Our Artistic Director Fergus Early pays tribute to former Green Candle Board member, Braham Murray
“Braham was a member of Green Candle’s board from 2004 up to his untimely death this summer. It was a huge shock when I learned he had died and I am still shocked and saddened by the realisation that hits me every now and then: simply that he is not there.
Braham was a founding director of Manchester’s Royal Exchange Theatre and an enormously influential and multi-faceted theatre director. I first met him in the early 70s, when he, with his fellow directors at the Royal Exchange, came to watch a rambling and epic piece I had choreographed on the students at the London School of Contemporary Dance where I was teaching at the time. Somehow impressed, he was insistent that I should come and do some movement direction at the Royal Exchange. In the event, it took ten years to happen, but in 1984 I found myself at the Royal Exchange, choreographing a new musical, Class K, which Braham was directing.
From the start it was an easy collaboration. Braham had an acute sense of the value of dance and movement and how it can work in theatre and I think we trusted each other from the start. In the years that followed, I became an Associate Director and choreographed and/or movement directed quite a number of different shows, from Shakespeare to a wild and wonderful adaptation (by the author) of Russell Hoban’s post nuclear odyssey, Riddley Walker. It was always a journey and a pleasure.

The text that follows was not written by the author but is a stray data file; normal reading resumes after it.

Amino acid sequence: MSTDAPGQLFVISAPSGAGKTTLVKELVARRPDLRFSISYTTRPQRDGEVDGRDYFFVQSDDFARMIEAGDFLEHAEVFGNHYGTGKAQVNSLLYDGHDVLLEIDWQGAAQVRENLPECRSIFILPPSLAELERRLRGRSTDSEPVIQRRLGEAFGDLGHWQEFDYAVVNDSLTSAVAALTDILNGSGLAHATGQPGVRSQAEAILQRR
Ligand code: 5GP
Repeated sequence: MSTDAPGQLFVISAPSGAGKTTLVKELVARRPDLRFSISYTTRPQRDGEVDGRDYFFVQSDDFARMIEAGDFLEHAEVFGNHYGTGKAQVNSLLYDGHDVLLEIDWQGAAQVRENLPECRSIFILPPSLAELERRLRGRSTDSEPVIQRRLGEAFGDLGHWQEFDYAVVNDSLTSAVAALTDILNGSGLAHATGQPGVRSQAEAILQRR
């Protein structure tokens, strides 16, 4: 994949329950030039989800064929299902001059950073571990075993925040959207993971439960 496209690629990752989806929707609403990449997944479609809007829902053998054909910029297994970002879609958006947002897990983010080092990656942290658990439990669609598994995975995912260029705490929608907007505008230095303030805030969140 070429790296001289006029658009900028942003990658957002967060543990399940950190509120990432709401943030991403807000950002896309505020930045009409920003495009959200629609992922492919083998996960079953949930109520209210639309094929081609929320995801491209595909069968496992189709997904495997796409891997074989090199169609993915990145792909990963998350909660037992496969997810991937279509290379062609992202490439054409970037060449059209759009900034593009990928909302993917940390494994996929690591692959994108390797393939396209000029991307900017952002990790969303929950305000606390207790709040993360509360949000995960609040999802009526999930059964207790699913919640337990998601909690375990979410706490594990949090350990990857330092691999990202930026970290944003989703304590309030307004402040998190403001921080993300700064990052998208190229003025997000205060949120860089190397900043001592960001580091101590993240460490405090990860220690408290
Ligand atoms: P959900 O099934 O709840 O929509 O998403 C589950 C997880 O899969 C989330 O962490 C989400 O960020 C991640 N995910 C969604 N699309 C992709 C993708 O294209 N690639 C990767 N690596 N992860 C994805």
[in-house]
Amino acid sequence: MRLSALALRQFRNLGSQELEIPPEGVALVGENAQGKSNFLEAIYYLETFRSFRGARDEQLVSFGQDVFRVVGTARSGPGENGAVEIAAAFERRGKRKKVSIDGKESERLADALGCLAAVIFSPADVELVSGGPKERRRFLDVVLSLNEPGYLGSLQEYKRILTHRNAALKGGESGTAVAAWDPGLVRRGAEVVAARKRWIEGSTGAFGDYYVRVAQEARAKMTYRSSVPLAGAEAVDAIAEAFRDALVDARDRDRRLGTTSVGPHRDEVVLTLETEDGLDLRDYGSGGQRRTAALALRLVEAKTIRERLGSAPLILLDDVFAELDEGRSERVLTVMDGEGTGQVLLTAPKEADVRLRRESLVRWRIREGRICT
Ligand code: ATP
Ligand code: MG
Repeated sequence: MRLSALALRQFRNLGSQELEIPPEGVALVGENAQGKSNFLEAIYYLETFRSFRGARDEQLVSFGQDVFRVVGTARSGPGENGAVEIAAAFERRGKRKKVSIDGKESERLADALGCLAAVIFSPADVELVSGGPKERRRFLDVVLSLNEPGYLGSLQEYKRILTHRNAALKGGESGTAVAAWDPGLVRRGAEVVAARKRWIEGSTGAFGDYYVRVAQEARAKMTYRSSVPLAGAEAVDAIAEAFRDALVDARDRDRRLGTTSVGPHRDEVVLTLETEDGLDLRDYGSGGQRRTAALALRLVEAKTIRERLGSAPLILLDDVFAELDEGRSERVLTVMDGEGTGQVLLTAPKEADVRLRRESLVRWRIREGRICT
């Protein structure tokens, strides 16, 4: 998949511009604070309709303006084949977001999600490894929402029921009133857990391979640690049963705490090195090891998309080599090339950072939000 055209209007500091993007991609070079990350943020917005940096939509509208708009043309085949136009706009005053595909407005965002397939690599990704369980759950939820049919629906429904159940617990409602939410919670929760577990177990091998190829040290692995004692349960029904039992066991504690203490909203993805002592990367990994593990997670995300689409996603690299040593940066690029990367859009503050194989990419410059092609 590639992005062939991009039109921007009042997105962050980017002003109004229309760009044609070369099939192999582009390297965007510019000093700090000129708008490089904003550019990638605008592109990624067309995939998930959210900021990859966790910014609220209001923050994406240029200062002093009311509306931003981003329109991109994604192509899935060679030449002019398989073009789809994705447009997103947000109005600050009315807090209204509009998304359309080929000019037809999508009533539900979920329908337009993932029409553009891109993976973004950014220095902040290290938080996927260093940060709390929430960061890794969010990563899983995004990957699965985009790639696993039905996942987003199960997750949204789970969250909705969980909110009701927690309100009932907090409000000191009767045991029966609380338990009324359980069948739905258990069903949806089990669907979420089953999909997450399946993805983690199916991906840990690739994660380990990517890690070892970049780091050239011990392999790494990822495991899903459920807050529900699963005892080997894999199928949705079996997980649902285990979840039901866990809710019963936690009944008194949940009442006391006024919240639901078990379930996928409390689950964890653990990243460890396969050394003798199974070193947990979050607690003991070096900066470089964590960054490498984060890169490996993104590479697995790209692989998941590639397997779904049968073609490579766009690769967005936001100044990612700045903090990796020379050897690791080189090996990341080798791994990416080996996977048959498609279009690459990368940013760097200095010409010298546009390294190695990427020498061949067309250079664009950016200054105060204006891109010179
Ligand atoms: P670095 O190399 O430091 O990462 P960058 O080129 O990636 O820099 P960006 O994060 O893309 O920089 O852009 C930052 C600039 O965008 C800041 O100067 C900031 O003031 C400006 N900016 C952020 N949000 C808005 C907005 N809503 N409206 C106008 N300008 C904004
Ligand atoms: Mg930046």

By the mid-nineties, I had so many responsibilities with Green Candle that I sadly concluded that I couldn’t fit in more work at the Royal Exchange. However, this was not a relationship I wanted to close down and, knowing his immense experience and knowledge of the arts scene in this country, I invited him to join our board of Trustees, where he remained until his death.
One of the perks of this was that we got to go for a meal after meetings and eat Italian food and talk. Braham was always interested in the large things of life – truth, health, family, religion – the different effects of being brought up Jewish (him) or Catholic (me). He was never afraid of discussing feelings and emotion, and one of his gifts to me in his role as a Trustee of Green Candle was his sincere concern for my welfare – he knew about the challenges of the day to day running of an arts organisation.
I am more than ever grateful that I got the chance to work with him one last time just three years ago on a new play, Kill Me Now, by Brad Fraser. I did a minimal amount of movement direction and tried to keep the actors’ bodies in one piece as they portrayed extreme physical disability through a gruelling rehearsal period. We had plans for more work together – now permanently unfulfilled.
I carry from Braham his passionate belief in the truth and importance of theatre, and a memory of a special kind of energy that suffused his life and work.”
Fergus Early – Artistic Director of Green Candle Dance Company